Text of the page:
All seem to be logical points but the litigation cannot be discounted by AIG investors until the judge rules on the litigation. The Starr International litigation in my view it is the largest unknown and seemingly the largest remaining risk of the financial crises.

AIG Bring on Tomorrow

Concluding on a positive note: AIG’s new CEO and the management team are focused on the key priorities of operations improvement and capital management. These are the keys to our investment thesis and shareholder realization of AIG’s full potential value. Yes, operations needs more work but in the meantime share repurchases are being made at accretive levels that should further leverage the operation improvements as they are realized. It is encouraging to see open and honest communications from management with their key objectives fully “owned” by CEO, Peter Hancock.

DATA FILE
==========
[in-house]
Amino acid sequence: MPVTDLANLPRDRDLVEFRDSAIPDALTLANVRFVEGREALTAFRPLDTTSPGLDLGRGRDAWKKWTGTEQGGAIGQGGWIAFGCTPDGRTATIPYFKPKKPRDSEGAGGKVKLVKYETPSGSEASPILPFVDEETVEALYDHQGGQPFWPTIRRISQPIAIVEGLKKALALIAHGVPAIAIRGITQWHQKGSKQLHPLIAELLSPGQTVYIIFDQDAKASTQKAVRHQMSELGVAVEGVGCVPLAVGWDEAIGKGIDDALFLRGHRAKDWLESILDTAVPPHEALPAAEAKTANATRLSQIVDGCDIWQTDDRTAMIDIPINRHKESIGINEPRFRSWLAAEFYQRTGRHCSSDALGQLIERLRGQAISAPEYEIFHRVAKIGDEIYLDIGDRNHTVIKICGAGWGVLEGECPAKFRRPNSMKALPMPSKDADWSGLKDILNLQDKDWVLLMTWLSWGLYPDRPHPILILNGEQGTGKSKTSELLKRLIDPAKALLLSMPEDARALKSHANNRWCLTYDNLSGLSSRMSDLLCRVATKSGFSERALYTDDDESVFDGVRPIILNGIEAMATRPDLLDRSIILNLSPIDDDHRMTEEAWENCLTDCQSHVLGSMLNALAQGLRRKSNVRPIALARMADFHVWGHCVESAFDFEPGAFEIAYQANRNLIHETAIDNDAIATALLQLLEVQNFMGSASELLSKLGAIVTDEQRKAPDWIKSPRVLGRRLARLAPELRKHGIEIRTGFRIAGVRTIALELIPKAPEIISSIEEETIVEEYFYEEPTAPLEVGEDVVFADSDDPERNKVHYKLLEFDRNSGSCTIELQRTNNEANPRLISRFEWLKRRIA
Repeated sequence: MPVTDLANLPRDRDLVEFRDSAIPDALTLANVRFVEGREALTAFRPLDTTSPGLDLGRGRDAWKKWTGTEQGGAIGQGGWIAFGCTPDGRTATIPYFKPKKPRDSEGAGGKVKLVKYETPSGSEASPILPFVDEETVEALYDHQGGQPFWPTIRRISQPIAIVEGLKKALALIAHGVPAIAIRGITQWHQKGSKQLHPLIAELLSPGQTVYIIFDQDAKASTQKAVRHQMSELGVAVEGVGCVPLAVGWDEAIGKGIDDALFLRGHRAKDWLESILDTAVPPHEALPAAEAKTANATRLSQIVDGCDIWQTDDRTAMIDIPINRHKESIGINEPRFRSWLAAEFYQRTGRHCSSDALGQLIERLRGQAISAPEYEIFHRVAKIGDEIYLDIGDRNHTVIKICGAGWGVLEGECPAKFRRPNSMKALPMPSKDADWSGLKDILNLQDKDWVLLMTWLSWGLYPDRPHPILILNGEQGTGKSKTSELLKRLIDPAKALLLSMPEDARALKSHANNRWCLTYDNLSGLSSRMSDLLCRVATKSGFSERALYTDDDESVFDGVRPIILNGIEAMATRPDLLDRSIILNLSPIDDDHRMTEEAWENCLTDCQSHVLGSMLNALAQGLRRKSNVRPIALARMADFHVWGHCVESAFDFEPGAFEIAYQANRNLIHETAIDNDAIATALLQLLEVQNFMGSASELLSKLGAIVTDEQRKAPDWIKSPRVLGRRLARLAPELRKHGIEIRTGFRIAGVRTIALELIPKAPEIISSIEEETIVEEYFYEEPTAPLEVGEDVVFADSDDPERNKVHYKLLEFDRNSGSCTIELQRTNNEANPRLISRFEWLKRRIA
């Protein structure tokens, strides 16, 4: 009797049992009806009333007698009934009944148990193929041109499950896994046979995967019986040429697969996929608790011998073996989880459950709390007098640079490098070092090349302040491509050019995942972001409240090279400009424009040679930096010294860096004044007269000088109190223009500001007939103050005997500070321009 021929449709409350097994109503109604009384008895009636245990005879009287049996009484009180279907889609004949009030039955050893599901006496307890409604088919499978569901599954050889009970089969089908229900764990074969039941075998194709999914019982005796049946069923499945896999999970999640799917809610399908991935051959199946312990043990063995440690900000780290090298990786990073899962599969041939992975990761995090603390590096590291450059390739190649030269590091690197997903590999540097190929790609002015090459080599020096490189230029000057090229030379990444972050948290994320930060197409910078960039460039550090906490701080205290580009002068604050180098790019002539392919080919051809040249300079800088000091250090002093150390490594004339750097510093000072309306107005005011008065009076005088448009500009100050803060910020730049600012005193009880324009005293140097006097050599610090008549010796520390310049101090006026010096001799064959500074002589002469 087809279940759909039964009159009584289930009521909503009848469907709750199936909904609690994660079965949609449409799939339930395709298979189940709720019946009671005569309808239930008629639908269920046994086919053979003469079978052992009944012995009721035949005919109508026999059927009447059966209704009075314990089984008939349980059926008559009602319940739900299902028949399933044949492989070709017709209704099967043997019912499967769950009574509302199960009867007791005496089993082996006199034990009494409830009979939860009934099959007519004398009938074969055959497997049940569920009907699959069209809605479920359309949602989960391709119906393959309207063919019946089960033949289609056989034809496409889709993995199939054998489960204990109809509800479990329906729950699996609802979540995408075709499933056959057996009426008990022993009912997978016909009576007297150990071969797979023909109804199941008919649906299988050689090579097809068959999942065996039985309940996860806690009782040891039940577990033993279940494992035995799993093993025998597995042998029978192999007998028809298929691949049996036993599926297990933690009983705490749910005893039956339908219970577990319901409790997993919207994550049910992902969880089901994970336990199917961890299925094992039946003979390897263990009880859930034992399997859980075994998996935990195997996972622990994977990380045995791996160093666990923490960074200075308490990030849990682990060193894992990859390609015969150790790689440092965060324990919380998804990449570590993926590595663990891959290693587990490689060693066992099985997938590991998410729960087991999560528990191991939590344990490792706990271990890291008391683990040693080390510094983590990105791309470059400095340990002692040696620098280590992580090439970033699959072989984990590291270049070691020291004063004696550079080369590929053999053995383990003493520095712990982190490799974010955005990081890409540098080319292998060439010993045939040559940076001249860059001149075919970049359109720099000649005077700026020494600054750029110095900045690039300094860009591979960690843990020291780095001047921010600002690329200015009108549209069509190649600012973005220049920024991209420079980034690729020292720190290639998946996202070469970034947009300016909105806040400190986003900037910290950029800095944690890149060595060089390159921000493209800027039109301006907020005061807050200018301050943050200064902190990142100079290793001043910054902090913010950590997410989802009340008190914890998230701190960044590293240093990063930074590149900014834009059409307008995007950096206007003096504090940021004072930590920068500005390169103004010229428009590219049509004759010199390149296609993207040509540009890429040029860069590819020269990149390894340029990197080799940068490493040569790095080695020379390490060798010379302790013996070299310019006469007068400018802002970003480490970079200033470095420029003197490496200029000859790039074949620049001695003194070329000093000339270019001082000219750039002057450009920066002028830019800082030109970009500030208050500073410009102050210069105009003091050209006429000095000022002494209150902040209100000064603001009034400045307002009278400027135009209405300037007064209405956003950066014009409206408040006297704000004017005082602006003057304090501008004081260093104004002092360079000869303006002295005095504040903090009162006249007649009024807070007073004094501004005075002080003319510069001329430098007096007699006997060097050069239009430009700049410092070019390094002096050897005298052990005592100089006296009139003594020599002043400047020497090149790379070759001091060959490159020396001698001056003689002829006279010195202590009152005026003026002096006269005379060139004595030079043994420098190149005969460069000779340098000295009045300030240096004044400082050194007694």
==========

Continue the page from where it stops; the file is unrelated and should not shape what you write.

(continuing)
AIG 1Q15 Highlights

Summary:

We remain encouraged to know the key to unlocking and growing the intrinsic value of AIG on a sustainable basis is front and center. That will help assure operations improvement gets the attention it deserves. Our investment thesis remains on track.

Disclosures: Long AIG common stock

You are encouraged to do your own independent research (due diligence) on any idea discussed here because it could be wrong. This is not an invitation to buy or sell any particular security and at best it is an educated guess as to what a security or the markets may do.  This is not intended as investment advice, it is just an opinion. Consult a reputable professional to get personal advice that meets your specialized needs of which that the author has no knowledge. This communication does not provide complete information regarding its subject matter, and no investor should take any investment action based on this information.